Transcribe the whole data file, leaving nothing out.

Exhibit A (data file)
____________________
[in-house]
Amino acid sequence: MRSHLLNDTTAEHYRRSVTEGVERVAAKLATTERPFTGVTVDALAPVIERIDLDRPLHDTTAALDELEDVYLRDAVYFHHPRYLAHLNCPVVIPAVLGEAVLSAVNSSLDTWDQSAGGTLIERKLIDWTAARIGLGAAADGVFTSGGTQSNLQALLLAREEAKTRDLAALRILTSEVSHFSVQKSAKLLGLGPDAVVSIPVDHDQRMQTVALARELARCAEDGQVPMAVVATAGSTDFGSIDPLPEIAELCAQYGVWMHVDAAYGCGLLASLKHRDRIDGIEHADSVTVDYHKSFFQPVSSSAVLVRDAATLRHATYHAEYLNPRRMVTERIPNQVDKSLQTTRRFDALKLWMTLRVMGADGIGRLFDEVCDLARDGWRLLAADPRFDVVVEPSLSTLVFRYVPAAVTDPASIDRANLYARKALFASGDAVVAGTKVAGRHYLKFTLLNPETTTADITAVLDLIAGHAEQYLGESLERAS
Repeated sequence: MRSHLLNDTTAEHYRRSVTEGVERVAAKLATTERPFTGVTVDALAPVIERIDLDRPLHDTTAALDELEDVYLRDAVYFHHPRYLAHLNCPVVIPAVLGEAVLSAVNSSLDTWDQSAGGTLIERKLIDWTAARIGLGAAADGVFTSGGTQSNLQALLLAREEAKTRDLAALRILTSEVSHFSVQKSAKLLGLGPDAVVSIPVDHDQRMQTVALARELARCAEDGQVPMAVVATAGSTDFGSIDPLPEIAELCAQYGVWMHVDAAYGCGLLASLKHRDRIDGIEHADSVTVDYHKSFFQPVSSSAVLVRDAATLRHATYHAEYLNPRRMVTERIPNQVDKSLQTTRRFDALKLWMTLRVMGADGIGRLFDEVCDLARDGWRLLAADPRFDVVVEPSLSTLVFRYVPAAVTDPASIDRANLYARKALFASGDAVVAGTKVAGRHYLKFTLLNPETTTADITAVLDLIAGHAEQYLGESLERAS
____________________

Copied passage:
[in-house]
Amino acid sequence: MRSHLLNDTTAEHYRRSVTEGVERVAAKLATTERPFTGVTVDALAPVIERIDLDRPLHDTTAALDELEDVYLRDAVYFHHPRYLAHLNCPVVIPAVLGEAVLSAVNSSLDTWDQSAGGTLIERKLIDWTAARIGLGAAADGVFTSGGTQSNLQALLLAREEAKTRDLAALRILTSEVSHFSVQKSAKLLGLGPDAVVSIPVDHDQRMQTVALARELARCAEDGQVPMAVVATAGSTDFGSIDPLPEIAELCAQYGVWMHVDAAYGCGLLASLKHRDRIDGIEHADSVTVDYHKSFFQPVSSSAVLVRDAATLRHATYHAEYLNPRRMVTERIPNQVDKSLQTTRRFDALKLWMTLRVMGADGIGRLFDEVCDLARDGWRLLAADPRFDVVVEPSLSTLVFRYVPAAVTDPASIDRANLYARKALFASGDAVVAGTKVAGRHYLKFTLLNPETTTADITAVLDLIAGHAEQYLGESLERAS
Repeated sequence: MRSHLLNDTTAEHYRRSVTEGVERVAAKLATTERPFTGVTVDALAPVIERIDLDRPLHDTTAALDELEDVYLRDAVYFHHPRYLAHLNCPVVIPAVLGEAVLSAVNSSLDTWDQSAGGTLIERKLIDWTAARIGLGAAADGVFTSGGTQSNLQALLLAREEAKTRDLAALRILTSEVSHFSVQKSAKLLGLGPDAVVSIPVDHDQRMQTVALARELARCAEDGQVPMAVVATAGSTDFGSIDPLPEIAELCAQYGVWMHVDAAYGCGLLASLKHRDRIDGIEHADSVTVDYHKSFFQPVSSSAVLVRDAATLRHATYHAEYLNPRRMVTERIPNQVDKSLQTTRRFDALKLWMTLRVMGADGIGRLFDEVCDLARDGWRLLAADPRFDVVVEPSLSTLVFRYVPAAVTDPASIDRANLYARKALFASGDAVVAGTKVAGRHYLKFTLLNPETTTADITAVLDLIAGHAEQYLGESLERAS